Opioids are a class of drugs that includes both illegal drugs (such as heroin and illicitly produced fentanyl) and legal medications (including oxycodone, hydrocodone, codeine, and morphine, which are prescribed by doctors to treat acute and chronic pain).
Opioid abuse has become a nation-wide epidemic with enormous human, social, and economic costs. Between 1999 and 2016, opioid overdoses killed more than 350,000 people in the United States. In 2016 alone, opioid overdoses accounted for more than 42,000 deaths. In addition to the human cost, some experts estimate the economic cost of the opioid epidemic (from lost workplace productivity, health care costs, and expenditures on criminal justice, education and social welfare) to be in the billions of dollars.
As shocking as these statistics are, they paint a relatively simplistic picture of the crisis, one which plaintiff lawyers are attempting to exploit in order to extract large payouts from the pharmaceutical companies that manufacture legal painkillers.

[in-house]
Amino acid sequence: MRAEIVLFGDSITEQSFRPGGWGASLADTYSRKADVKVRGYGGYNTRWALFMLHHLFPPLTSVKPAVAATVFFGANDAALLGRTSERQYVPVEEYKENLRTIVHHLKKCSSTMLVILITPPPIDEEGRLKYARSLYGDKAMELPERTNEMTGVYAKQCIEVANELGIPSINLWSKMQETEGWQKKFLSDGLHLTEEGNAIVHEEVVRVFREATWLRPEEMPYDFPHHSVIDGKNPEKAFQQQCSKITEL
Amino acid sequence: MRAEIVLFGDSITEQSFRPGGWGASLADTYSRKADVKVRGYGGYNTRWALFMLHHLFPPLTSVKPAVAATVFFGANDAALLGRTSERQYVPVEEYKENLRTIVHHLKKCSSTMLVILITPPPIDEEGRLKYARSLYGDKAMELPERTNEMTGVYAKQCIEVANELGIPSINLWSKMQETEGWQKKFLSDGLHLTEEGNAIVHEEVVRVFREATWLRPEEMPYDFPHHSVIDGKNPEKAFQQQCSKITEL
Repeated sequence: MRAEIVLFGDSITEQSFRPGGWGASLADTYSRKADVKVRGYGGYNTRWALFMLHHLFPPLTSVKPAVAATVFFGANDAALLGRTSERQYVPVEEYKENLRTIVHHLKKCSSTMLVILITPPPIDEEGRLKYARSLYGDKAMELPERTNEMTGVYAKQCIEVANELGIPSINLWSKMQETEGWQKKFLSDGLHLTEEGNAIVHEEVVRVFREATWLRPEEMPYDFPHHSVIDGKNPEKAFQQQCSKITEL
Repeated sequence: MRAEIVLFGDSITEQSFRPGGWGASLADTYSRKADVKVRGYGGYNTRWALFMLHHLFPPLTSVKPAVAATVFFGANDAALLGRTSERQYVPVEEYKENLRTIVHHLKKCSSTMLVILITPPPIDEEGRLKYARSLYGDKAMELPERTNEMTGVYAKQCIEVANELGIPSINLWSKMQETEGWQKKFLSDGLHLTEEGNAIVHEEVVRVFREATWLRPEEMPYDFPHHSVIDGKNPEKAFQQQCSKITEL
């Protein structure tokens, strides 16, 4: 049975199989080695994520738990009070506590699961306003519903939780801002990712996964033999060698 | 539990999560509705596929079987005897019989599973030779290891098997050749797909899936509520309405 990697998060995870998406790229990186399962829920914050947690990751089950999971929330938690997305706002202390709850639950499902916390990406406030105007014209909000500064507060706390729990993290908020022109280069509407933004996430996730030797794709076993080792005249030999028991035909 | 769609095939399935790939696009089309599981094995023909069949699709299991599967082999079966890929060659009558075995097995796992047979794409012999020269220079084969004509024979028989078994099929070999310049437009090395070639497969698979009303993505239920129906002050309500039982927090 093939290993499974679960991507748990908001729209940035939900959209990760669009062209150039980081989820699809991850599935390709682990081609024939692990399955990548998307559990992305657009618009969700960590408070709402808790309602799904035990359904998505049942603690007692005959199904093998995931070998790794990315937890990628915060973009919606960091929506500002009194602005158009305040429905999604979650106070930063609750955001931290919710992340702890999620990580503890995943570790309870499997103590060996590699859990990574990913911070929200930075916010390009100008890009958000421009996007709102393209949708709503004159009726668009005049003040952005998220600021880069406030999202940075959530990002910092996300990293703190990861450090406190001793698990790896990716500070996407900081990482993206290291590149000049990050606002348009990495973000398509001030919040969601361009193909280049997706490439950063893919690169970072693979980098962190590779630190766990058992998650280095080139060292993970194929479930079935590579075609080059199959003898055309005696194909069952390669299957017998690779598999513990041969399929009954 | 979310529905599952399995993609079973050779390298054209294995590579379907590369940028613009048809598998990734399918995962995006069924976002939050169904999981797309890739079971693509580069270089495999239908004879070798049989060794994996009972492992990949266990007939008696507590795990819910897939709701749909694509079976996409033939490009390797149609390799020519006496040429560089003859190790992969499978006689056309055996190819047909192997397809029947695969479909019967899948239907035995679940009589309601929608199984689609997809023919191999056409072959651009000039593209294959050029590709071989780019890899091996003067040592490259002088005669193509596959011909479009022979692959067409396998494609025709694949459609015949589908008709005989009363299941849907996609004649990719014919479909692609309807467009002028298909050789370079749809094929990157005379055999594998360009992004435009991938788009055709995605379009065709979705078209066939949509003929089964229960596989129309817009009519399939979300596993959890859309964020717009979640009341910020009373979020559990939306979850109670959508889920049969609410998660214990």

The reality is more complicated. Although prescription painkillers can be highly addictive for some people, only 1 to 2 percent of opioid patients are likely to develop a “pain reliever use disorder,” which includes medication overuse as well as outright addiction. Of those who do become addicted to prescription painkillers, the majority have underlying mental health issues or a history of alcohol or drug addiction.
Although experts estimate that a significant minority of opioid overdose deaths (40 percent) are attributable to the misuse of legal opioids, the vast majority of those who die from opioid overdoses were never prescribed the medication and are using drugs obtained illegally.
All of this paints a complex public health picture that requires a comprehensive and interdisciplinary response uninhibited by frivolous lawsuits.